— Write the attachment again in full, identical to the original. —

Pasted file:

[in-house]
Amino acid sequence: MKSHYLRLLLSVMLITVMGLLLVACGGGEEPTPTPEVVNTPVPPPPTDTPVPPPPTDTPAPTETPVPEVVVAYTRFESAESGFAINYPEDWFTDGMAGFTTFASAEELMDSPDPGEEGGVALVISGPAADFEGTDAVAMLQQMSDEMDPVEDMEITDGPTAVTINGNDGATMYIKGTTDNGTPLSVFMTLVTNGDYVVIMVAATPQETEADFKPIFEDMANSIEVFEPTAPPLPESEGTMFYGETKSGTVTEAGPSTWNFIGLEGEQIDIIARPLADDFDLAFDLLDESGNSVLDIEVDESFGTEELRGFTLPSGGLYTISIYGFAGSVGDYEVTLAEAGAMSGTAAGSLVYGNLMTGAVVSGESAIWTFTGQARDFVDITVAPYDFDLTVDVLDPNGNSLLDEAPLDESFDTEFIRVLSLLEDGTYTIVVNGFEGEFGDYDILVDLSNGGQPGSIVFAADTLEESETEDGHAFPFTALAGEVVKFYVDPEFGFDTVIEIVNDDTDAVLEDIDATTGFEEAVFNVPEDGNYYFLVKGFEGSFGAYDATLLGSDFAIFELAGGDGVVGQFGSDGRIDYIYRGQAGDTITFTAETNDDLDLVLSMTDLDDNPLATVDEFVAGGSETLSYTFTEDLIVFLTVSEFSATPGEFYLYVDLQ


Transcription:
[in-house]
Amino acid sequence: MKSHYLRLLLSVMLITVMGLLLVACGGGEEPTPTPEVVNTPVPPPPTDTPVPPPPTDTPAPTETPVPEVVVAYTRFESAESGFAINYPEDWFTDGMAGFTTFASAEELMDSPDPGEEGGVALVISGPAADFEGTDAVAMLQQMSDEMDPVEDMEITDGPTAVTINGNDGATMYIKGTTDNGTPLSVFMTLVTNGDYVVIMVAATPQETEADFKPIFEDMANSIEVFEPTAPPLPESEGTMFYGETKSGTVTEAGPSTWNFIGLEGEQIDIIARPLADDFDLAFDLLDESGNSVLDIEVDESFGTEELRGFTLPSGGLYTISIYGFAGSVGDYEVTLAEAGAMSGTAAGSLVYGNLMTGAVVSGESAIWTFTGQARDFVDITVAPYDFDLTVDVLDPNGNSLLDEAPLDESFDTEFIRVLSLLEDGTYTIVVNGFEGEFGDYDILVDLSNGGQPGSIVFAADTLEESETEDGHAFPFTALAGEVVKFYVDPEFGFDTVIEIVNDDTDAVLEDIDATTGFEEAVFNVPEDGNYYFLVKGFEGSFGAYDATLLGSDFAIFELAGGDGVVGQFGSDGRIDYIYRGQAGDTITFTAETNDDLDLVLSMTDLDDNPLATVDEFVAGGSETLSYTFTEDLIVFLTVSEFSATPGEFYLYVDLQ